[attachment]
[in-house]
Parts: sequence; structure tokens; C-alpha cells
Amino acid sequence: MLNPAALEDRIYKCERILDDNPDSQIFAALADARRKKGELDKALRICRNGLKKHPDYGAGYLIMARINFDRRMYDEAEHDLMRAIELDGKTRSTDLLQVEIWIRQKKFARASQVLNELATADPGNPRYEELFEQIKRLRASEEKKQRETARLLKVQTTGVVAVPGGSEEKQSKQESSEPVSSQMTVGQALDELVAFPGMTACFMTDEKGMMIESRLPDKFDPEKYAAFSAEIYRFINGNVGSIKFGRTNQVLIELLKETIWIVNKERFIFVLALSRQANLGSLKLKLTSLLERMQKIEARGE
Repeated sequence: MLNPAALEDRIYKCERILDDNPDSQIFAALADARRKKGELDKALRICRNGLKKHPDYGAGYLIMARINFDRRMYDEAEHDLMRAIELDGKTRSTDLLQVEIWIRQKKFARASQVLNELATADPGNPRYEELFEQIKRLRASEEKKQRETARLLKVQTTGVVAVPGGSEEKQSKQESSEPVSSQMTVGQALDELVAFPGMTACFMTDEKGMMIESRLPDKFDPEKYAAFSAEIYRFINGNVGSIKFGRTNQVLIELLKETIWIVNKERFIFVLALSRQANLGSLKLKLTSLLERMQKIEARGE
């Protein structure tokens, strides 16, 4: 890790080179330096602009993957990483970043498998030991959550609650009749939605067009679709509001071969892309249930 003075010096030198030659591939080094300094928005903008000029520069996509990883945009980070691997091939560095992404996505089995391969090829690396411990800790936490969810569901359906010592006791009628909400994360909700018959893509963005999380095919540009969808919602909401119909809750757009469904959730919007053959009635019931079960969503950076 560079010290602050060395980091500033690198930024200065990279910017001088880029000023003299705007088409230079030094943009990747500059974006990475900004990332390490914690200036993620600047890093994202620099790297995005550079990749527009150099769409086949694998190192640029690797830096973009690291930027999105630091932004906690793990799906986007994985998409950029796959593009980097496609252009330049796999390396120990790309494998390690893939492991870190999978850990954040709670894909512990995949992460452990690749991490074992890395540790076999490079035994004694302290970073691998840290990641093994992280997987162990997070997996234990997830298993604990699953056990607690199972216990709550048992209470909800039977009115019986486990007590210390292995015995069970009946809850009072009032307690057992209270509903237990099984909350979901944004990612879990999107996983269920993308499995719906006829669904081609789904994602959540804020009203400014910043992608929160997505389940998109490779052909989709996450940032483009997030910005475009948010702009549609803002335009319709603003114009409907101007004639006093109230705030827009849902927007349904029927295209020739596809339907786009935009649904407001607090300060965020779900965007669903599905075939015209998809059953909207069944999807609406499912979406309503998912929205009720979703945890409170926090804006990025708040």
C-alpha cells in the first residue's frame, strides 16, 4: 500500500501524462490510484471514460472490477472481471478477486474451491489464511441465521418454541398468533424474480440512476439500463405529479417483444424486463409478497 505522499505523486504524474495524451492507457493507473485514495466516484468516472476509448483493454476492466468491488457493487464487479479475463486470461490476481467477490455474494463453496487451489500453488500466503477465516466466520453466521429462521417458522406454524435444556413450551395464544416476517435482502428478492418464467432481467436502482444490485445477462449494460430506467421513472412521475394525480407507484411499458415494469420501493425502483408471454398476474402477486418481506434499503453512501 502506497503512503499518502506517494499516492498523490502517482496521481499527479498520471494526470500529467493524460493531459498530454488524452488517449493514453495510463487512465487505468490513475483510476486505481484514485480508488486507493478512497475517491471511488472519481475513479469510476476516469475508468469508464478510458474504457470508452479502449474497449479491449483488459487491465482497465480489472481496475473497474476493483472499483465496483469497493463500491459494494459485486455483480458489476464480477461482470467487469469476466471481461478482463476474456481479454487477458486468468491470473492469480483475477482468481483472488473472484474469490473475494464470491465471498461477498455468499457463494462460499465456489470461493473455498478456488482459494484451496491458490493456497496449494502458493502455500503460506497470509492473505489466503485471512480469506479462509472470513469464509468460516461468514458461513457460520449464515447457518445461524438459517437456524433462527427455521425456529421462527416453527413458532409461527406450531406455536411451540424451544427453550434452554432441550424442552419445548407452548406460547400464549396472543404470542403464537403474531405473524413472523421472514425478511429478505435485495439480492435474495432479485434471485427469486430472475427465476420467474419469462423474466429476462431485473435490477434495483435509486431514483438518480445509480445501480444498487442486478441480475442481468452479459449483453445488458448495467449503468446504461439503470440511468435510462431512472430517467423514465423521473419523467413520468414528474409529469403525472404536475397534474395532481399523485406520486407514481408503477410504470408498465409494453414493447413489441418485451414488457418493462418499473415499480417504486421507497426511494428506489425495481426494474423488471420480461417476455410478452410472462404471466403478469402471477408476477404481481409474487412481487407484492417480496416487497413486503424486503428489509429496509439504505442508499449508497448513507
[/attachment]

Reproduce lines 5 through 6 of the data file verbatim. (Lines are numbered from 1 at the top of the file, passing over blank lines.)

């Protein structure tokens, strides 16, 4: 890790080179330096602009993957990483970043498998030991959550609650009749939605067009679709509001071969892309249930 003075010096030198030659591939080094300094928005903008000029520069996509990883945009980070691997091939560095992404996505089995391969090829690396411990800790936490969810569901359906010592006791009628909400994360909700018959893509963005999380095919540009969808919602909401119909809750757009469904959730919007053959009635019931079960969503950076 560079010290602050060395980091500033690198930024200065990279910017001088880029000023003299705007088409230079030094943009990747500059974006990475900004990332390490914690200036993620600047890093994202620099790297995005550079990749527009150099769409086949694998190192640029690797830096973009690291930027999105630091932004906690793990799906986007994985998409950029796959593009980097496609252009330049796999390396120990790309494998390690893939492991870190999978850990954040709670894909512990995949992460452990690749991490074992890395540790076999490079035994004694302290970073691998840290990641093994992280997987162990997070997996234990997830298993604990699953056990607690199972216990709550048992209470909800039977009115019986486990007590210390292995015995069970009946809850009072009032307690057992209270509903237990099984909350979901944004990612879990999107996983269920993308499995719906006829669904081609789904994602959540804020009203400014910043992608929160997505389940998109490779052909989709996450940032483009997030910005475009948010702009549609803002335009319709603003114009409907101007004639006093109230705030827009849902927007349904029927295209020739596809339907786009935009649904407001607090300060965020779900965007669903599905075939015209998809059953909207069944999807609406499912979406309503998912929205009720979703945890409170926090804006990025708040």
C-alpha cells in the first residue's frame, strides 16, 4: 500500500501524462490510484471514460472490477472481471478477486474451491489464511441465521418454541398468533424474480440512476439500463405529479417483444424486463409478497 505522499505523486504524474495524451492507457493507473485514495466516484468516472476509448483493454476492466468491488457493487464487479479475463486470461490476481467477490455474494463453496487451489500453488500466503477465516466466520453466521429462521417458522406454524435444556413450551395464544416476517435482502428478492418464467432481467436502482444490485445477462449494460430506467421513472412521475394525480407507484411499458415494469420501493425502483408471454398476474402477486418481506434499503453512501 502506497503512503499518502506517494499516492498523490502517482496521481499527479498520471494526470500529467493524460493531459498530454488524452488517449493514453495510463487512465487505468490513475483510476486505481484514485480508488486507493478512497475517491471511488472519481475513479469510476476516469475508468469508464478510458474504457470508452479502449474497449479491449483488459487491465482497465480489472481496475473497474476493483472499483465496483469497493463500491459494494459485486455483480458489476464480477461482470467487469469476466471481461478482463476474456481479454487477458486468468491470473492469480483475477482468481483472488473472484474469490473475494464470491465471498461477498455468499457463494462460499465456489470461493473455498478456488482459494484451496491458490493456497496449494502458493502455500503460506497470509492473505489466503485471512480469506479462509472470513469464509468460516461468514458461513457460520449464515447457518445461524438459517437456524433462527427455521425456529421462527416453527413458532409461527406450531406455536411451540424451544427453550434452554432441550424442552419445548407452548406460547400464549396472543404470542403464537403474531405473524413472523421472514425478511429478505435485495439480492435474495432479485434471485427469486430472475427465476420467474419469462423474466429476462431485473435490477434495483435509486431514483438518480445509480445501480444498487442486478441480475442481468452479459449483453445488458448495467449503468446504461439503470440511468435510462431512472430517467423514465423521473419523467413520468414528474409529469403525472404536475397534474395532481399523485406520486407514481408503477410504470408498465409494453414493447413489441418485451414488457418493462418499473415499480417504486421507497426511494428506489425495481426494474423488471420480461417476455410478452410472462404471466403478469402471477408476477404481481409474487412481487407484492417480496416487497413486503424486503428489509429496509439504505442508499449508497448513507